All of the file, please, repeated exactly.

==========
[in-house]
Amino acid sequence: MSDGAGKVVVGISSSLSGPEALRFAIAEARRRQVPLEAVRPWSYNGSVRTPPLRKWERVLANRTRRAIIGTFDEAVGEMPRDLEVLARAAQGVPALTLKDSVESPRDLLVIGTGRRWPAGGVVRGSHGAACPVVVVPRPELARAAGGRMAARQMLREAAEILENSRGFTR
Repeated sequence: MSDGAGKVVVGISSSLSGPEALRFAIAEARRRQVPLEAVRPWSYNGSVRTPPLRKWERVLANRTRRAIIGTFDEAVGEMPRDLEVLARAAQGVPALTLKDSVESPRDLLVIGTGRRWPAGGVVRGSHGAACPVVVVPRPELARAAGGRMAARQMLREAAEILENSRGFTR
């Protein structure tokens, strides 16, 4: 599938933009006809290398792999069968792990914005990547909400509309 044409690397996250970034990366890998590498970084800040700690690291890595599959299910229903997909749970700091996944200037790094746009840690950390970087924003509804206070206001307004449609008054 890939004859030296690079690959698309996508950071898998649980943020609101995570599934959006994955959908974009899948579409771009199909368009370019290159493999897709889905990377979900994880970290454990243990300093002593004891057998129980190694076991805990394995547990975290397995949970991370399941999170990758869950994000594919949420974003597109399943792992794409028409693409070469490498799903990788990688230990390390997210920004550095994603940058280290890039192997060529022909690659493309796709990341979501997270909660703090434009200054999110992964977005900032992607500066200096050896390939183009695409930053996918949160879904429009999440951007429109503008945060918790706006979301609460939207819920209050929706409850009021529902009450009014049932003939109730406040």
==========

[in-house]
Amino acid sequence: MSDGAGKVVVGISSSLSGPEALRFAIAEARRRQVPLEAVRPWSYNGSVRTPPLRKWERVLANRTRRAIIGTFDEAVGEMPRDLEVLARAAQGVPALTLKDSVESPRDLLVIGTGRRWPAGGVVRGSHGAACPVVVVPRPELARAAGGRMAARQMLREAAEILENSRGFTR
Repeated sequence: MSDGAGKVVVGISSSLSGPEALRFAIAEARRRQVPLEAVRPWSYNGSVRTPPLRKWERVLANRTRRAIIGTFDEAVGEMPRDLEVLARAAQGVPALTLKDSVESPRDLLVIGTGRRWPAGGVVRGSHGAACPVVVVPRPELARAAGGRMAARQMLREAAEILENSRGFTR
């Protein structure tokens, strides 16, 4: 599938933009006809290398792999069968792990914005990547909400509309 044409690397996250970034990366890998590498970084800040700690690291890595599959299910229903997909749970700091996944200037790094746009840690950390970087924003509804206070206001307004449609008054 890939004859030296690079690959698309996508950071898998649980943020609101995570599934959006994955959908974009899948579409771009199909368009370019290159493999897709889905990377979900994880970290454990243990300093002593004891057998129980190694076991805990394995547990975290397995949970991370399941999170990758869950994000594919949420974003597109399943792992794409028409693409070469490498799903990788990688230990390390997210920004550095994603940058280290890039192997060529022909690659493309796709990341979501997270909660703090434009200054999110992964977005900032992607500066200096050896390939183009695409930053996918949160879904429009999440951007429109503008945060918790706006979301609460939207819920209050929706409850009021529902009450009014049932003939109730406040």